- Karen Pearson
- Christopher Williams, the chief distiller at Coppersea Distilling in New Paltz.
Prior to Prohibition, rye whiskey reigned supreme in New York. Farmers planted rye in great abundance and the grain thrived in the region's rocky soils and often cold climate. When alcohol became illegal in the US in 1920, the state's rye fields went fallow and whiskey ceased being made from the grain. By 1933, when the nation's failed experiment with abstinence came to end, the damage to New York spirits production had already been done, and the tradition of making rye whiskey in the state was not revived. In Kentucky and elsewhere in the South, bourbon—a sweeter, corn-based whiskey—thrived post-Prohibition and became the dominant American variety.
In 2007, Tuthilltown Spirits in Gardiner launched Hudson Manhattan Rye, the first legally distilled rye whiskey made in New York State after Prohibition—which, incidentally, won an Ultimate Spirits Championship award this year. Now Tuthilltown has joined six other distilleries to revive New York's lost rye-producing tradition via the creation of Empire Rye: Coppersea Distilling, located, like Tuthilltown, in the Hudson Valley; New York Distilling Company, Kings County Distillery, and Van Brunt Stillhouse in New York City; Finger Lakes Distilling; and Black Button Distilling in Rochester.
Why rye? First of all, it's historical. "Rye is such a quintessentially New York spirit," notes Van Brunt Stillhouse co-owner Daric Schlesselman, "dating back to the earliest Dutch settlers." Empire Rye's rigorous guidelines require, among other things, that the whiskey be made from a mash bill (the mix of grains used at the start of the whiskey-making process) consisting of 75 percent New York State rye grain, and that the whiskey be aged for at least two years in charred, new oak barrels at not more than 115 proof at time of entry.
Distillers who follow these guidelines will earn the right to label their whiskey as an "Empire Rye," and consumers will know that they are getting a distinctive New York State product, the same way that scotch drinkers know their whiskey is produced in Scotland according to strict criteria, and champagne drinkers know the bubbly beverage is carbonated and made from grapes in the Champagne region of France. These spirit producers hope the strict guildlines will make "New York State" and "rye" as synonymous as "Kentucky" and "bourbon." Congress declared bourbon a "distinctive product of the US" in 1964, and ever since then, in order to be labeled "bourbon," a spirit must be produced in the US. More than 90 percent of all bourbon is produced in Kentucky.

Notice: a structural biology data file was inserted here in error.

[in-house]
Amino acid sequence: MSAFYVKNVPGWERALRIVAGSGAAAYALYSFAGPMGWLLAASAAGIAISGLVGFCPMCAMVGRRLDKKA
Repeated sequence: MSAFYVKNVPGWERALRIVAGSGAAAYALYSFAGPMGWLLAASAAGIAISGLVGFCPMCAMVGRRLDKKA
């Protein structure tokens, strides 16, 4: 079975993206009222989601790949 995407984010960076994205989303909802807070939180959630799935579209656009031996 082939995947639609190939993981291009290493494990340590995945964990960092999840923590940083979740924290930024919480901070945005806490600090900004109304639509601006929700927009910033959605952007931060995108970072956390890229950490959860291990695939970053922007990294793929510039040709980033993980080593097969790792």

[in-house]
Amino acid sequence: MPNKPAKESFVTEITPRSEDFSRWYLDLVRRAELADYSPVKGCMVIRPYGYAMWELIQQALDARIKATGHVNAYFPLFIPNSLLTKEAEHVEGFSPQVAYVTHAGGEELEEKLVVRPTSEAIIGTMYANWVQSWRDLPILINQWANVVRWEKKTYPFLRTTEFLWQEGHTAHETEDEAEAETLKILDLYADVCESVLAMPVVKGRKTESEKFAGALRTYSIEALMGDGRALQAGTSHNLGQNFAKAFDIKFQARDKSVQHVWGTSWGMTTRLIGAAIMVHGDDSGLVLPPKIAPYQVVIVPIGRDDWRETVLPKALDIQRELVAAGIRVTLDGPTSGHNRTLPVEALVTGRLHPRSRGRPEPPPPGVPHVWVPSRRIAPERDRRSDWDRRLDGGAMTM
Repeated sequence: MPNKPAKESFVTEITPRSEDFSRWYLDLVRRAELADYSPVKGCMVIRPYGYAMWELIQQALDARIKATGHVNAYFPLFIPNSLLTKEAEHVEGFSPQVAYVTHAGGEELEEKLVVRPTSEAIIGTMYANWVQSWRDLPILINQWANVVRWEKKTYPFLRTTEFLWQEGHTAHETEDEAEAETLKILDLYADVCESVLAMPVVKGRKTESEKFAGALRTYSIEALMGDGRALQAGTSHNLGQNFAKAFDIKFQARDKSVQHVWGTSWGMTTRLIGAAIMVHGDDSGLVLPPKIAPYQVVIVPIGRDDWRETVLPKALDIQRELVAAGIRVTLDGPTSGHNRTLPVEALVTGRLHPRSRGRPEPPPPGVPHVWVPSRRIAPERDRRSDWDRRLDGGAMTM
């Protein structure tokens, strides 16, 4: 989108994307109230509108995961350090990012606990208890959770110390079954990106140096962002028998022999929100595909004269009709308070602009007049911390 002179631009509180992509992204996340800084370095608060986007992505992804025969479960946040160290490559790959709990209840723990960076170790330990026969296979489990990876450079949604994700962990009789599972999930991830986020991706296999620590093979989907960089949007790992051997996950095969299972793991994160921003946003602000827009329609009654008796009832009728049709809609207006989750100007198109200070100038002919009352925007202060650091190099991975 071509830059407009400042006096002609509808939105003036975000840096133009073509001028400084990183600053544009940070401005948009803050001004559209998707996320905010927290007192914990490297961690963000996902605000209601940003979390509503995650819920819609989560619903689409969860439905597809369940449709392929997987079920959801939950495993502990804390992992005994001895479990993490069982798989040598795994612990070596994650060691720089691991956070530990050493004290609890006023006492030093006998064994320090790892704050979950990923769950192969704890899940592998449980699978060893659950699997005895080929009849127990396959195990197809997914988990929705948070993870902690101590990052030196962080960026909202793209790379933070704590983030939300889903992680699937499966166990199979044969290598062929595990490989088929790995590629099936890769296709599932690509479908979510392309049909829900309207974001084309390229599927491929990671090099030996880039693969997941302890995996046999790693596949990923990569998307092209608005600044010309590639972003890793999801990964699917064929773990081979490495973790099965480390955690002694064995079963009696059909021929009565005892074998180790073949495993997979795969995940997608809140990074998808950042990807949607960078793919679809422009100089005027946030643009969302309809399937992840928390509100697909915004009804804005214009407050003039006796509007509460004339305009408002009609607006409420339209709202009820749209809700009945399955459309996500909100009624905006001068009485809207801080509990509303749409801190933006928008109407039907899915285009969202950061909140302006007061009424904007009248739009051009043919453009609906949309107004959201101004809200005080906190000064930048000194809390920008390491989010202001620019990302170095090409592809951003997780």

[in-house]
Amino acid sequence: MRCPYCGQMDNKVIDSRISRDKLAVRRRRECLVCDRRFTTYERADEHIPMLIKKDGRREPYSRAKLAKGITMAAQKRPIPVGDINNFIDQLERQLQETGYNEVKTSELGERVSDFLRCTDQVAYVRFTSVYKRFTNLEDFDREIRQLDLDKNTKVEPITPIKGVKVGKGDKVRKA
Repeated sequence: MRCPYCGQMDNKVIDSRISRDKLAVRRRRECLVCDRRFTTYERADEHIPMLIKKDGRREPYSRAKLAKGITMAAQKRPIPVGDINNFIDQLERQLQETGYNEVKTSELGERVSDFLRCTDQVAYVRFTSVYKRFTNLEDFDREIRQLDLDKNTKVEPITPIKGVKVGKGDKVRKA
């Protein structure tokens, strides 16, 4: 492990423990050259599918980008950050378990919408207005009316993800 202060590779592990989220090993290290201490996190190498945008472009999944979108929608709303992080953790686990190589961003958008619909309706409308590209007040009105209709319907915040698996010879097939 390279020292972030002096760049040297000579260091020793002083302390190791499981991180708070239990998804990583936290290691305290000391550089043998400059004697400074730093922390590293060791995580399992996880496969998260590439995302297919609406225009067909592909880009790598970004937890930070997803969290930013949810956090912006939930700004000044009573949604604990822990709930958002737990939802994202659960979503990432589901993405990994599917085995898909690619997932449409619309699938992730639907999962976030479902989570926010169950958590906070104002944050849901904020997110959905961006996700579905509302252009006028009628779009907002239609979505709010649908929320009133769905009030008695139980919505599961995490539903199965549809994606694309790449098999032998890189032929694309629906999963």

"All of the distillers involved in this project, we have a very deep affection for our state and we want to give it its whiskey," says Christopher Williams, chief distiller at Coppersea Distilling in New Paltz, who dreamed up the Empire Rye concept.
Tom Potter, co-owner of New York Distilling Company in Brooklyn, one of the guidelines' originators, hopes the Empire Rye label will make this type of whiskey equivalent with New York. "If people think of Kentucky as the place where bourbon comes from, where does rye come from? It should come from New York," he says. "We feel there's an opportunity to create a historically true identity and expand on that and take advantage of our strengths: our history-making rye whiskey, the agricultural ability to grow terrific rye here, [and the fact that] New York has always been the world capital of cocktails."
Potter believes that the project is the type "that benefits from a group effort." He explains, "No one distillery is going to create a style that is recognized or a terroir that is appreciated. It takes a broader effort."
Making the Cut
Williams drafted the guidelines in collaboration with representatives from five other distilleries. An additional distillery, Van Brunt Stillhouse in New York City, did not participate in writing the guidelines but has already adopted them, and is participating in the label's launch.
Williams admits to having long nurtured an "almost obsession" with regional styles of food and drink. "It's always fascinated me, the evolution of these styles," he says, "whether it's a whiskey style or wine style or cheese style or some regional food that leads to a range of similar dishes that, from a perspective of provenance, are strongly associated with a particular country or region."
Historically, whether it's a drink like scotch or a musical style like Delta blues, explains Williams, regional styles tend to develop best when they can evolve and grow naturally over time, free of influence from the outside world. In today's era of instant communication, that's unlikely to happen naturally, so Williams and his fellow distillers decided to contrive a set of standards to create a New York style.
- Karen Pearson
- A New York State flag hangs in Coppersea Distilling.